Student on a mission to merge art with science for NASA

Paige Manley '24 (3D digital design), Visiting Lecturer Jennifer Indovina and Paige Contorno ’24 (3D digital design) at Johnson Space Center, where they and a wider team demonstrated their NASA astronaut training device integrating wearable sensors and a virtual reality game.

When NASA’s Psyche spacecraft launched in October, it marked the start of a six-year journey to an asteroid between Mars and Jupiter. 

While the public waits for that culminating moment, Paige Manley ’24 (3D digital design) is using her creativity to spawn a better understanding of the mission.

Manley is going through NASA and Arizona State's Psyche Inspired internship program this fall. Chosen college students are charged with making creative works that educate about the Psyche space mission, NASA’s effort to reach and study a unique, metal-rich asteroid of the same name.

In a space known for innovative science and technology, Manley is demonstrating the value of art as an aid to science.

As a result of her internship, Manley is also collaborating with a multidisciplinary senior design team from the Kate Gleason College of Engineering to make supporting visuals for a separate project related to the Psyche mission.

“That’s one way art works really well with science is that it can explain complicated processes that makes it simpler for the general public to understand,” Manley said.

Related: Learn more about Manley's "Story of Psyche" project

Over the last year, Manley has been engaged in multiple NASA-sponsored programs for which she has made substantive creative contributions to missions and research. Her commitment to traversing multidisciplinary projects is emblematic of Rochester Institute of Technology’s focus on merging technology, the arts and design.

“I didn’t realize there was so much of an overlap between art and science and it’s just interesting to see different perspectives,” Manley said.

In the spring, Manley was on a multidisciplinary team of engineering, game design and development and 3D digital design students that built a NASA astronaut training device integrating high-tech wearable sensors, a balance board and a virtual reality game. The technology — designed to help astronauts maintain balance and cognitive functions in space and on earth following extended space travel — was presented to staff and health specialists of NASA’s Astronaut Strength Conditioning Rehab Laboratory at Johnson Space Center. 

Manley was the creative mind behind many assets found in the Indiana Jones-inspired VR game, called “Starcheologist” — from the mine cart rails, crates and other elements to animating aquatic dangers like alligators and hippos in a river raft level. 

Manley also designed a logo, in the spirit of a NASA mission patch, representing RIT’s multi-year role in NASA’s Moon to Mars eXploration Systems and Habitation Academic Innovation Challenge.

RIT’s faculty and student researchers began developing its game-design training system for NASA in 2021 with funding from a grant written by Kathleen Lamkin-Kennard, associate professor in the Department of Mechanical Engineering. Jennifer Indovina ’06, ’07 (electrical engineering, MBA), visiting lecturer in 3D digital design, later worked with Lamkin-Kennard and Elizabeth DeBartolo, associate professor in the Kate Gleason College of Engineering, to add a creative layer to the research.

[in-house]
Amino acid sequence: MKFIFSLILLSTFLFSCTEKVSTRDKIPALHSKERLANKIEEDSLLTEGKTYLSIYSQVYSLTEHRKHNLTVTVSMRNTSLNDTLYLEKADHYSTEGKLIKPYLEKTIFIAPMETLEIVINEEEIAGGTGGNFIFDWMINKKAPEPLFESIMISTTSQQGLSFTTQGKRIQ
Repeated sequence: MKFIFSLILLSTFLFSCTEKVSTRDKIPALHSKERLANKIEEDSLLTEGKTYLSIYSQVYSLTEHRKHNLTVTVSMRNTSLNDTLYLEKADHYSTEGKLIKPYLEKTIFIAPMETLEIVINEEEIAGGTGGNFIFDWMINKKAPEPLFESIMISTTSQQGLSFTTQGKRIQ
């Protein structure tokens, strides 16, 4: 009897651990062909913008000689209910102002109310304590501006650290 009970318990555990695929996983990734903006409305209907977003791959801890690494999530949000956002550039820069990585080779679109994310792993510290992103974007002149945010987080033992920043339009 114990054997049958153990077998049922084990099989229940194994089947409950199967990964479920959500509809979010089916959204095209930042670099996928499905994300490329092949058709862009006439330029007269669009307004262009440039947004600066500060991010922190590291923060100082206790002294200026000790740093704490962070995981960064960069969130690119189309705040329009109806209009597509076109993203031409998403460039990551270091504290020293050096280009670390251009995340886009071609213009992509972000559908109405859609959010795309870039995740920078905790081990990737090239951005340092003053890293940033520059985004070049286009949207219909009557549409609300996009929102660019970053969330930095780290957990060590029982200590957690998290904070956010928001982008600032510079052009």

“When you have long timelines, you need really good art, visualization and communication to say, ‘This isn’t going to happen for a while but when it does, everybody get excited,’” said Indovina, also a guide for the multidisciplinary senior design program. “Art will always be one of the most powerful tools to showcase what science and technology are good for.”

Manley and Paige Contorno ’24 (3D digital design) were recruited to complete independent studies, working closely with Indovina and the other engineers and game designers. The design students ensured assets they generated met NASA’s standards for a game that was both challenging and visually engaging for astronauts. 

“That added a very dynamic change,” Indovina said. “Astronauts have to go through all this training. So how do we gamify it? How do we make it fun? How do we make it visual? 

“It feels like we got a really big win with Paige, who brings the passion into understanding that, for this science to work, there is a human component and humans are attracted to art. Art is our visual language.”

RIT’s relationship with NASA and its Moon-to-Mars objectives has continued with another grant centered on integrating a similar gamification training system meant for long-term space habitation. 

“This couldn’t happen without RIT,” Indovina said. “You have cross-college partnerships and these students get meaningful collaboration that does something of real value.”

Manley’s lifelong interest in science drew them to an environment like RIT, where opportunities to marry artistic and scientific disciplines are around every corner. 

In contributing to NASA’s space exploration, Manley has discovered new career pathways. 

“It means a lot to be able to work on these projects,” Manley said. “I love doing this. I am always learning new things and that’s something I really enjoy.”

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